Much of life is figuring out what, exactly, we as people are responsible for: ourselves, our communities, our social media accounts… At least this is how Twitter wants the public and private companies to handle their Twitter profiles.
With the recent hacking of the AP’s Twitter account and subsequent drop in the Stock Exchange, the world took notice of the power harnessed by a single tweet. Immediately, everyone began pointing fingers, setting into motion a public relations crisis for Twitter.
Customers clamored for better security features on Twitter, specifically a two-step authentication system that would block “spear-phishing” attacks and prevent hackers from gaining access to customer accounts. Twitter knows this will take time to develop and implement, and may also impede speedy access to accounts, which is critical to a social media platform dependent on immediacy. So Twitter isn’t keen on this additional security idea. It has a different plan.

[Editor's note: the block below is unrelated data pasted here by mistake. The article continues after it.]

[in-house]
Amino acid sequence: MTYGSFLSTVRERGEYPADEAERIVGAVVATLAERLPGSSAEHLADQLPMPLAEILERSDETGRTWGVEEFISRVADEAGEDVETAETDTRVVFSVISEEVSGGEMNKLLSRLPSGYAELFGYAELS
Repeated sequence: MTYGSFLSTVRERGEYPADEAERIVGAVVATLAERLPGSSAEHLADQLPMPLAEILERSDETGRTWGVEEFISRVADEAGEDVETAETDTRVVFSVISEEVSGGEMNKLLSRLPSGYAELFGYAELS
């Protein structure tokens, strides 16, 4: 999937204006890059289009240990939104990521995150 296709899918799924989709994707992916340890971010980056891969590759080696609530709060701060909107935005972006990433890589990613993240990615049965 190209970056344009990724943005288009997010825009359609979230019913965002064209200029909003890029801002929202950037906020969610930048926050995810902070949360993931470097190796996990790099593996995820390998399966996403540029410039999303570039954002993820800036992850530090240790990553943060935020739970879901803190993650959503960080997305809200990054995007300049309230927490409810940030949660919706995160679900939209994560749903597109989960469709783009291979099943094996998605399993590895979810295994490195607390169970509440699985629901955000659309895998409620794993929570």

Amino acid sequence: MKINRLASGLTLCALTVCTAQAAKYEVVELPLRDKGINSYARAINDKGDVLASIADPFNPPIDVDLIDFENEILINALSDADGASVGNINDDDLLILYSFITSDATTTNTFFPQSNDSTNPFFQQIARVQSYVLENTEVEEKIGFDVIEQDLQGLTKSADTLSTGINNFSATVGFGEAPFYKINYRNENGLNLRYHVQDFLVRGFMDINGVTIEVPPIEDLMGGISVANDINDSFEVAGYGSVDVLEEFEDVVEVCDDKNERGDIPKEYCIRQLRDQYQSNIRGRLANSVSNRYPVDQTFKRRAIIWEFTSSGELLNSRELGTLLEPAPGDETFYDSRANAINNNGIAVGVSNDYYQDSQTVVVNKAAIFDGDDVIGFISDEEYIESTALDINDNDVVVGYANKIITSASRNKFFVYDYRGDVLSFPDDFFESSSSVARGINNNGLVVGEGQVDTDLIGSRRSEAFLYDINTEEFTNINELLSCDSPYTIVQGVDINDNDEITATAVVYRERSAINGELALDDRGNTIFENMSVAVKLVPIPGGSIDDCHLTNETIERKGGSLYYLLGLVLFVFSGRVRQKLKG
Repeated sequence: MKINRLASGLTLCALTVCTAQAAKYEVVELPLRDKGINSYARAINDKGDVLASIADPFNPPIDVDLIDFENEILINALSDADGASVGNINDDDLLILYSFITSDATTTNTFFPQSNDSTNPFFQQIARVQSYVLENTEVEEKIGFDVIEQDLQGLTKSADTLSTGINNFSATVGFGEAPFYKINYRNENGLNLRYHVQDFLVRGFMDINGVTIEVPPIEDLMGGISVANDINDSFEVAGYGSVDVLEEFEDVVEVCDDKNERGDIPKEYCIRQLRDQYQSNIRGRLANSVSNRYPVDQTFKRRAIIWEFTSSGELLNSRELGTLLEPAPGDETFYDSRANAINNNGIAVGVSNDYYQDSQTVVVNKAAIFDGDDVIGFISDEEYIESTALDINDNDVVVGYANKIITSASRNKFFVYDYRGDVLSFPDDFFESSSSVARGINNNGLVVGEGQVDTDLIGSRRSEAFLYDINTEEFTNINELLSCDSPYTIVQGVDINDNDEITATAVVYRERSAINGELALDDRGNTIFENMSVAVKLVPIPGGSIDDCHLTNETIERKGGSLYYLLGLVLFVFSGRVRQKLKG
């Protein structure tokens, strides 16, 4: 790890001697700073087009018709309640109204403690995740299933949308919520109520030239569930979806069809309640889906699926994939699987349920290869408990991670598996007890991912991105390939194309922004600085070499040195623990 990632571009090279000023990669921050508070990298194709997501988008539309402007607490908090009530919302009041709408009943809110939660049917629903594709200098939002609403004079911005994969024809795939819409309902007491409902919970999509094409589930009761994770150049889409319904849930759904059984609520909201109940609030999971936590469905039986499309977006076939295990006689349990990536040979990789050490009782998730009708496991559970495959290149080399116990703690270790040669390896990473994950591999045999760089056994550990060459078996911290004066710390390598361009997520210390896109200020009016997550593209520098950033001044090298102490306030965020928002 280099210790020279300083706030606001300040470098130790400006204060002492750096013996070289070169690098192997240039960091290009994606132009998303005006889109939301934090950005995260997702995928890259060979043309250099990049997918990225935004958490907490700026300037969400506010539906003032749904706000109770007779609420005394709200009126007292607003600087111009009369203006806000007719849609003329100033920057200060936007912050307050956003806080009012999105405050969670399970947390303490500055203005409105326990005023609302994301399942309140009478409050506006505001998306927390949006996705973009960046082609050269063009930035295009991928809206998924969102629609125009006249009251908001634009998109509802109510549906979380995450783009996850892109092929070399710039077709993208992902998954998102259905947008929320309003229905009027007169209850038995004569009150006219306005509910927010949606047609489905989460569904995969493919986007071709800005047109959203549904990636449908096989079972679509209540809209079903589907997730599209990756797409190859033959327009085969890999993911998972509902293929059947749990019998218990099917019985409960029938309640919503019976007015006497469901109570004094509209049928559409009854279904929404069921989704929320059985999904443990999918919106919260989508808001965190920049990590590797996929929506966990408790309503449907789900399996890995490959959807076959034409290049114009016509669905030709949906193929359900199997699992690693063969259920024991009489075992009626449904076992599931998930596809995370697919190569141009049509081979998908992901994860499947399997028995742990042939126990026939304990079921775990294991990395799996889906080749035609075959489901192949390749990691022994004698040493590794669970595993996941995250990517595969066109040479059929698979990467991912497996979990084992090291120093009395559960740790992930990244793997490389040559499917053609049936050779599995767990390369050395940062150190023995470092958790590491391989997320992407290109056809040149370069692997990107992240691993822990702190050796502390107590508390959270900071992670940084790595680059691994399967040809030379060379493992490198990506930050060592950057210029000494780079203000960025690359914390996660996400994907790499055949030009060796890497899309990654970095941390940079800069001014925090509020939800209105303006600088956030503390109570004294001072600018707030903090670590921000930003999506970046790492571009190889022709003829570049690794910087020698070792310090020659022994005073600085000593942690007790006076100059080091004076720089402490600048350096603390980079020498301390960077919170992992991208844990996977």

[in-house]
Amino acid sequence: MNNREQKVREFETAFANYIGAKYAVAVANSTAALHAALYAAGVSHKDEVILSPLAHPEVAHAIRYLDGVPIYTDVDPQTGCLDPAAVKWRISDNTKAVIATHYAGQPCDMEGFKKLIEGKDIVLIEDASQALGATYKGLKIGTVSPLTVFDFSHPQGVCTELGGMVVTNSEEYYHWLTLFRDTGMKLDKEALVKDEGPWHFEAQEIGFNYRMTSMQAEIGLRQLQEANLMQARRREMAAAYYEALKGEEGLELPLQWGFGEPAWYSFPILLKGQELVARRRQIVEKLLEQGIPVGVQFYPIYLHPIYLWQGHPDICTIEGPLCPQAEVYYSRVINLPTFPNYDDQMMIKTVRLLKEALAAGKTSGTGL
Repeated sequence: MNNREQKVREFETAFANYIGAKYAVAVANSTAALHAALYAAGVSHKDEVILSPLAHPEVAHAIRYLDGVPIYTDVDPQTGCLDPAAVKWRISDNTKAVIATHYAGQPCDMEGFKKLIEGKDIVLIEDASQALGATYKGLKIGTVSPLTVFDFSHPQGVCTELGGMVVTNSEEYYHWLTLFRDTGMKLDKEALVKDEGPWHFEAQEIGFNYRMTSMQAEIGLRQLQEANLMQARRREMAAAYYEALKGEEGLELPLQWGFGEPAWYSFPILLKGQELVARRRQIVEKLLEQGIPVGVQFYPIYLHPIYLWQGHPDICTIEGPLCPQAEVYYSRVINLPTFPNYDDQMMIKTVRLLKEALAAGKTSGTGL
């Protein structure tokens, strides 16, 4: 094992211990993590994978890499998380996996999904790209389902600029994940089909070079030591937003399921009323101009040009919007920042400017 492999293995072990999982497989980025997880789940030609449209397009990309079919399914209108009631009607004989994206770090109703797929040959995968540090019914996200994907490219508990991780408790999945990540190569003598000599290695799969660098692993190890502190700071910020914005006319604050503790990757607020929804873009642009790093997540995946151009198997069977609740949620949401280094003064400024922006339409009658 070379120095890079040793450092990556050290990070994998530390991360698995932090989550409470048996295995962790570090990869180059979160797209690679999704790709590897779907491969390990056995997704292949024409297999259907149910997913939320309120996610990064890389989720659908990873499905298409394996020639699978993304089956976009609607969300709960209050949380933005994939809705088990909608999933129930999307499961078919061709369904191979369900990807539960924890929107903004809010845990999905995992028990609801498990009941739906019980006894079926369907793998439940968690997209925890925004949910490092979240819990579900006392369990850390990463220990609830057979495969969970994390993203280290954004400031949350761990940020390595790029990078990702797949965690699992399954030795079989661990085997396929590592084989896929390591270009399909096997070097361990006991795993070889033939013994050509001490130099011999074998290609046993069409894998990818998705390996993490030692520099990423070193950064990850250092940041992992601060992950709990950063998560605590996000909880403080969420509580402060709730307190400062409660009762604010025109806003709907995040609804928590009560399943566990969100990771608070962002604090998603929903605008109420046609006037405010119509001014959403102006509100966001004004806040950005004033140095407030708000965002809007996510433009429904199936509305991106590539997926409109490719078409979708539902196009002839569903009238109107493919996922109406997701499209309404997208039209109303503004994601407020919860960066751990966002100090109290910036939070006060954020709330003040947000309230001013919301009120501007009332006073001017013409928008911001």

Twitter is asking its customers to take more responsibility for their own security. That’s right. Twitter is pointing its finger back at the public and saying, “Hey, people, this is your responsibility.” And we have to admit, Twitter does have a point. Sort of.
As much as we hate it, complicated passwords and restricted access are responses to the realities of the world we inhabit, much like taking off our shoes is now part of air travel. Cutting corners only leads to trouble. We have to be responsible for ourselves. Read more